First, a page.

By Kevin L. Clark Being independent and a musician is akin to the South. While New York was getting jiggy and the West was gangsta-walkin’ it, the South was being heavily slept on by the majors. As the likes of Master P, Baby and Slim Williams, J. Prince, and others began to make their mark by establishing their own labels, artists were learning the business inside and out. David Banner, Lil’ Flip, T.I., and others just to name a few, made themselves legends in their regions before exploding into the national spotlight. Another emcee hoping to add his name is Boo (aka Boo Rossini). The Mississippi native who’s signed to J Records via his imprint, Royal Dollar Records, is poised to be a major player in the game with his upcoming debut album “1 Life, 1 Love” and his DJ Drama assisted mixtape – “The Drug Store”. The album set for release in 2007 features production from Swizz Beats, Mannie Fresh, Jazze Pha and others; with guest appearances from Bun B and Paul Wall just to name a few. The Southern underground kingpin, who’s been grinding for over seven years, sits down with HHC after doing countless shows and talks about the independent game versus being with a major, what he thought about Young Jeezy before the masses knew of him, and what’s behind the meaning of “1 Life, 1 Love”. HHC: Before hip-hop began to shine its spotlight on the South, what was the most trying part of being an independent artist? Boo: There really wasn’t a trying part. You know what I’m saying? I just went out and learned the business. That’s what the game forced us to do because we weren’t a New York or a LA; we had to learn bar codes, distributions, promotions, and the whole nine. People weren’t coming to the South, at that time, so it was just ourselves doing all the work. It just taught us how to work hard for what we want. The one thing I’ve learned since signing to J Records is that you’re using their money, not your money. HHC: Eventually, your hard work paid off as you were able to perform in front of the legendary Clive Davis. J Records isn’t really known for having a great track record with rappers. If the label doesn’t promote your album like it should, what will you do?</b> Boo: That’s the advantage that we have. We started in this game being independent. At the end of the day, they can’t take that from me. It’s not like they came and discovered us. We were already moving as a unit. We already have our fan-base. All they’re doing is distribution of the product. They’re just going to get it in the stores and promote it. If I had to go back to independent, it would. The foundation has already been laid. That’s why you have to look at your contract. Once, we get to the point – demo. Taking a chance. If everyone does their job, it’ll work. It’s a gamble to take the chance. There’s no chance of the album even coming out. But if everyone upholds their end then, it’ll work. That’s just like saying that Asylum, their first act broke through with Mike Jone. They weren’t really know as a company until then. So, if the gamble pays off, then it’s lovely. HHC: Another Mississippi native, David Banner, had to make his mark by producing songs before anyone, nationally, ever took him seriously as an emcee. You built your reputation from the ground up – if you don’t make a dent in the game nationally, what will you do? Boo: Really, I ain’t even looking at that. You just have to stay positive about that. You get what you put into it. At the end of the day, I’m going to do my part as far as that music is concerned. It’ll be a win-win situation when the album comes out. I have a few features on the album. Specifically, Jeezy is on the album too. You know that Jeezy and I started out together. Everybody was grinding independently. Everyone was using the same formula at the time. We were all trying to create good anthems for the street. We’d break the records in the streets. I saw from the gate that Jeezy was a hustler. He put in a lot of hard work from the beginning, he never took a short cut. Same thing with Banner, he would go out on the road and put his money and invest it in himself. A lot of people are thinking that they’re just popping out of the blue, but they’ve been on their hustle for a minute and weren’t waiting for a major to pick them up. The buzz in the street is crucial. HHC: Rappers are known as being braggarts, but most don’t live what they write about. For the past seven years or so, you’ve drop underground album after album – what kept you going and what can listeners expect with “The Drug Store” mixtape? Boo: It’s that pain medicine, you know what I’m saying? There are a lot of people going through what I’m going through. My inspiration is life. In general, I may go through some things and then, that night, will come into the studio and write about it. As far as rappers who don’t live what they write, that doesn’t hold any weight with me. A lot of dudes who got that buzz is from people knowing you from your rhymes. A lot of that comes from that. Living that life is how you got your buzz in the streets. Your reputation and your name will follow you wherever you go. You hear about it all the time. HHC: Your debut album is called, “1 Life, 1 Love”. What’s the significance of the title to you? Boo: The album is really good, it’s really family based. The title is just a universal phrase that I associate with the people that I rock with. It is a title that signifies the movement that we have. Everyone in my circle gets one love. It’s just that. I support anyone and everyone who is about making something out of themselves. I’m just giving them [the fans] my life. This album is bigger than I am; I’m trying to unite the streets. That’s what this album is about. The whole movement that we got state-to-state, we show love. I fucks with a lot of street guys that support our music. That’s how I consider uniting the streets, showing love. HHC: Every rapper proclaims that they’re from the street and tells street tales. With their being a struggle between newly christened rappers beefing with the more established ones – what do you think that you have to offer that’s truly any different from anyone else? Boo: That ain’t me. That’s not beef to me. I don’t even get into all that. I don’t cause any problems. I just try to stay in my lane. My only caution is just don’t get in mines. You have to look at that there isn’t any difference. I am just telling my story from my point of view. The dudes that go out and buy them are the ones that we’re catering to. It’s really no difference. I’m just doing me. HHC: With an album due for release, a building buzz, and a major industry co-sign, 2007 looks to be a great year for you. Good luck to you for all of your endeavors. Is there anything that you want to say to the readers of HHC? Boo: Just look out for the album, “1 Life, 1 Love.” For all those that have been following me so far, thanks for the support and continue to keep it up!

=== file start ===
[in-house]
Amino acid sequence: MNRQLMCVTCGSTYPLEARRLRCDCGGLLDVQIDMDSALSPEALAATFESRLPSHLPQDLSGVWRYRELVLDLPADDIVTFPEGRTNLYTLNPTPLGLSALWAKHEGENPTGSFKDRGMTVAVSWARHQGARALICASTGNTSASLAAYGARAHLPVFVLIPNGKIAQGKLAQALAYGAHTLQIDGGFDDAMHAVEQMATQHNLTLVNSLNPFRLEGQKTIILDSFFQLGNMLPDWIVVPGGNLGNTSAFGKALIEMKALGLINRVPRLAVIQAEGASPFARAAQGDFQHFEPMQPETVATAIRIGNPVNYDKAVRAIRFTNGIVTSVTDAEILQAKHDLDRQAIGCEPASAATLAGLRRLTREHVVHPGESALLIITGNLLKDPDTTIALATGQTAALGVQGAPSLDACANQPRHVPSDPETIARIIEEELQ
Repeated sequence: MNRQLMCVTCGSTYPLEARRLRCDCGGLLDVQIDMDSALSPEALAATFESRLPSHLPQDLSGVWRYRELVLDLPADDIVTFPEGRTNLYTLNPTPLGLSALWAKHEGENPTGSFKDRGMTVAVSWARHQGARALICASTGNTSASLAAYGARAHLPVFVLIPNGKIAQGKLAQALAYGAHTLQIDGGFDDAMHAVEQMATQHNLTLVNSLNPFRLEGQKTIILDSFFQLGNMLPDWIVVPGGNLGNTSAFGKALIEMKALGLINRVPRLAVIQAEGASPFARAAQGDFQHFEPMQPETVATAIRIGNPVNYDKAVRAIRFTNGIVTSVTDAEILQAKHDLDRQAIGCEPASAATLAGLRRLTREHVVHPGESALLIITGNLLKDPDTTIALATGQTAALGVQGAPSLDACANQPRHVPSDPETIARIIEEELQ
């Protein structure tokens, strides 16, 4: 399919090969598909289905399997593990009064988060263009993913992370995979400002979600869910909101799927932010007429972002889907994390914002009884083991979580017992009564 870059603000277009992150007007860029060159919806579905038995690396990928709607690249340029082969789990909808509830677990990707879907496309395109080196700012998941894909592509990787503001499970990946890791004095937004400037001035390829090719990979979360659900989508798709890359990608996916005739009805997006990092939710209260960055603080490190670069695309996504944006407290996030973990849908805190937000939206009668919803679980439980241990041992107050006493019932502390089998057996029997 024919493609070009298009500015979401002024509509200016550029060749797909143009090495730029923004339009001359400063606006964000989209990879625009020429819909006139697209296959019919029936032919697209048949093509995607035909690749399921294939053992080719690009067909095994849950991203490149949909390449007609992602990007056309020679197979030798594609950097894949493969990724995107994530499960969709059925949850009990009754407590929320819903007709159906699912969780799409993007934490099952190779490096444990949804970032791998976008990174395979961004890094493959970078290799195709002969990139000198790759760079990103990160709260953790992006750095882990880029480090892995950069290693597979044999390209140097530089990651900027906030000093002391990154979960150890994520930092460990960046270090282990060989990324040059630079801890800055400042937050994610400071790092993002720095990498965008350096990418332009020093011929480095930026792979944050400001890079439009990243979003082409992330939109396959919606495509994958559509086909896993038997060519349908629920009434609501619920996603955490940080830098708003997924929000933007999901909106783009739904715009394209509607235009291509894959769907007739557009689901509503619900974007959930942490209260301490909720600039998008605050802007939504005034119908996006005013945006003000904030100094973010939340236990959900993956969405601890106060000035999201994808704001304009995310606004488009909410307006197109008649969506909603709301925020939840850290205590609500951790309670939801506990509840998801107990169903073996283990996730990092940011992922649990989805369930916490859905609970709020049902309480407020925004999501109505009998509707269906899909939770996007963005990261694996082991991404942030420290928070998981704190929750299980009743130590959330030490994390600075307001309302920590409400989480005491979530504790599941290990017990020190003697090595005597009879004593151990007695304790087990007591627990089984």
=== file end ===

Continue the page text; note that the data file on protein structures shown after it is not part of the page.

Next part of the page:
Artist/Group Name SNOWGOONS are DET, ILLEGAL, TORBEN and DJ WAXWORK Reppin’ We’re from the SOUTH of GERMANY but let me say KARLSRUHE Affiliation CHIEF KAMACHI, REEF THE LOST CAUZE (JUJU MOB) from PHILLY, JUS ALLAH & more Influences Basically all kind of music but hip-hop-wise, the sound of East Coast underground, more specifically, Philly, like JEDI MIND TRICKS. Also the artists named above and of course the old school mid-90’s boom-bap sound. Backstory Everybody started with his own experience, listening to music, doing graff, throwin a jam or scratchin and spinnin. Since everybody was doin music we just helped each other out with production…so it became a natural movement to form the Snowgoons. It took a long time to work on our connection to the artists on this record and perfect the sound quality. We’re proof that hard work pays off! Current project One thing we are very proud of it is that the album is 100% us. We are all cool with every artist and there is no made up shit like buying a verse for a big lump. We chose the title “German Lugers” cuz it stands for the powerful german handgun. We are not promoting violence but we are following the hip-hop rule to represent and strike. It was very important to give our project a main theme so catz can identify with us and our sound (also don’t mind a little controversy). The upcoming album features a veritable who’s who of today’s underground elite: Sean Price, Living Legends, Jus Allah, Chief Kamachi, Rasco, Wise Intelligent of Poor Righteous Teachers, O.C., Wordsworth, Reef The Lost Cauze, MED, Virtuoso, Last Emperor, Doujah Raze, Born Unique, Celph Titled, Majik Most, Edo G, J. Sands, Baby Blak, Craig G, Breez Evahflowin’, Pumpkinhead of Brooklyn Academy & many more. I guess our bio says it best: “A true showcase of the Snowgoons’ raw talent as well as an homage to their influences and predecessors, German Lugers highlights the four-man production teams’ diverse range and varied aesthetic, from their roots in gritty Wu-Tang inflected beats to a fresh twist on the sped-up vocal sensibility that made Kanye West a household name.” Purpose I would say everybody hopes to sell as many record as possible, but to us it’s not all about the money. We are more out to make our name a brand. A brand for real hip-hop. We all grew up with hip-hop music so we wanna keep the old school and 90’s flavor alive and ensure that the younger generation knows the roots of hip-hop. But, of course, we are open minded too and always open to new styles. Is hip-hop really dead? A lot of heads are thinking hip-hop is about to die but as long as there are cats out like ourselves or great artists like these featured on our album, hip-hop will survive. People should stop crying about hip hop, they should start lookin’ to themselves and ask what they can do to revitalize it. There’s still a lot of dope music out there between all the bullshit. Get back to the roots and do some research. Hip-hop in 80′s or early 90′s didn’t need the internet. It was all about the communication on jams, parties and sessions. Three wishes (If you had three wishes to change anything within hip-hop, what would they be? Bring someone back to life? Get a Kanye West beat? Make snap music disappear?): We would love to see big l and big pun on stage again, working with NAS on an album and that more people appreciate the work of masterminds like PRIMO, PETE ROCK or mc´s like OC and EDO G just to name a few! One love
iHipHop Blog Team